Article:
The Disconcerting Advertisement of Concerta
I ran across the advertisement you see below while flipping through the November 2008 issue of Better Homes and Gardens. Who knew that you could get a new, improved child to go along with the redesigned living room?
The first thing that bothered me was the purpose of this medication, as described in the advertisement. The ad changes the wandering, forgetful mind of a child into the singular mind of an achiever. However, it’s perfectly normal for a child of the age pictured in the ad to leave a backpack on the bus, or to fight with a sibling, to forget homework, and to provoke calls home from a teacher. That’s all part of growing up.
I know that there are small numbers of children who have real, serious ADHD (attention deficit hyperactivity disorder) symptoms. The symptoms described in this advertisement don’t rise to that level at all, but the advertisement suggests to parents that they medicate away this ordinary level of mind-wandering, so that their children can make their teachers happy, and stay focused on their assignments.
What will that child miss as a result of living life on a straight line instead of wandering path? Some of the most important thinking in life is not a simple matter of receiving an assignment, and following directions to its completion. Our minds wander for an important reason – to enable us to acquire information that others have not yet gathered, and to allow us to bring previously known facts together in unexpected ways.
We started Irregular Times because we’re dedicated to the ideal of irregular thought. The people who contribute to this site find it difficult to remain within the strictly defined rules and roles for living commonly held as ideal. We see the value in a disorderly life, but that doesn’t mean we have any disorder.
Turning the page, the advertisement for Concerta grew even more disconcerting. There, on two full magazine pages, were the legally-required notices about the side effects of Concerta. Among possible side effects such as death from heart failure are those you see here,to the right.
This medication, which is supposed to help your kid get on the straight and narrow path to life, can actually provoke them into depression or swings between mania and depression, hostility, and paranoid hallucinations. Those kinds of psychological side effects are not going to help any child fit in and follow along.
A more honest advertisement for Concerta might look like this:
The underlying idea of Concerta seems to be that it can bring the children who take it into concert with the expectations of society so that they can work in concert with their peers and in concert with the desires of the adults in authority over them. I know that life can be difficult for nonconformists, but I wouldn’t attempt to enforce conformity upon my children if its not what they wanted for themselves.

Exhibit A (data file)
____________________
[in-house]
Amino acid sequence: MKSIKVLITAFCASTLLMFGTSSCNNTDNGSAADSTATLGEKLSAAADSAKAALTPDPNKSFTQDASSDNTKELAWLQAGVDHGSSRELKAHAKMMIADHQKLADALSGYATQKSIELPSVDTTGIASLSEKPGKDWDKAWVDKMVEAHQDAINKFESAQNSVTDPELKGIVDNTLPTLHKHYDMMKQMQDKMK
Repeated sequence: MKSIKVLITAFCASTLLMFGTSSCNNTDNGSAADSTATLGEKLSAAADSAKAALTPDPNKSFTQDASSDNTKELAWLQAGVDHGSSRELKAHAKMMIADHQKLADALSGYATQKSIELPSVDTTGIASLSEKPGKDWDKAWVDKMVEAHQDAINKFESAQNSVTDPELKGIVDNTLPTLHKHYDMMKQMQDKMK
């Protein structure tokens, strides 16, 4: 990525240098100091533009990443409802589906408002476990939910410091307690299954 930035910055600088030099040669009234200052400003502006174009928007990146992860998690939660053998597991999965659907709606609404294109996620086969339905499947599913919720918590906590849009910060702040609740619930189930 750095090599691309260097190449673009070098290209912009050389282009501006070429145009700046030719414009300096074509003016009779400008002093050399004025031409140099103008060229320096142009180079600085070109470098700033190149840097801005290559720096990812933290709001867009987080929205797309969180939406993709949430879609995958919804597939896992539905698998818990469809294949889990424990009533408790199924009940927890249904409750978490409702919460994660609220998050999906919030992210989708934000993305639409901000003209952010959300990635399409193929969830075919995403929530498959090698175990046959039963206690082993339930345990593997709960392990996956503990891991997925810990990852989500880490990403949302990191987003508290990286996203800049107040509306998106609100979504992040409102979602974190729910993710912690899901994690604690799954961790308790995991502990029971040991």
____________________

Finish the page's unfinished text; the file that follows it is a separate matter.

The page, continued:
Children all struggle. They shouldn’t have to struggle with life-threatening, sanity-imperiling side effects of medication. They shouldn’t be exposed to such risks unless other dangers are even greater. Losing a backpack on the bus, forgetting homework, and getting a phone call from a teacher don’t even come close to this threshhold.
Looking at this advertisement in detail provoked me to question the worth of a medication like Concerta. So, why would the company who made concerta bother spending money on such an advertisement? Wouldn’t that be counterproductive for sales?
Keep in mind that my reaction came after a sustained examination and consideration of the print ad. What the maker of Concerta is counting on is that most readers of Better Homes and Gardens won’t examine and consider the advertisement in detail. Most readers will look quickly at an advertisement like this, pick up the top two or three ideas that they can perceive most quickly, and then move on.
In other words, the makers of Concerta are counting on parents to have a short attention span and a problem focusing on details.
The image seen above tells a human story that’s emotionally compelling to parents who feel out of control of their children. It’s communicated visually as well as linguistically, with graphic elements that steer a lazy reader’s eye from one thought to another.
The two pages of information about side effects don’t have those same cognitive aids. They’re in simple black and white text, with little embellishment to catch the eye and n visual cues to assist a reader in understanding the risks of taking Concerta.
Most people aren’t rational, logical dedicated interpreters of media. Pharmaceutical advertisers know that, and so can be confident that, as long they give give separate and unequal contexts to the benefits and risks of the medications they sell, their medications will keep on selling.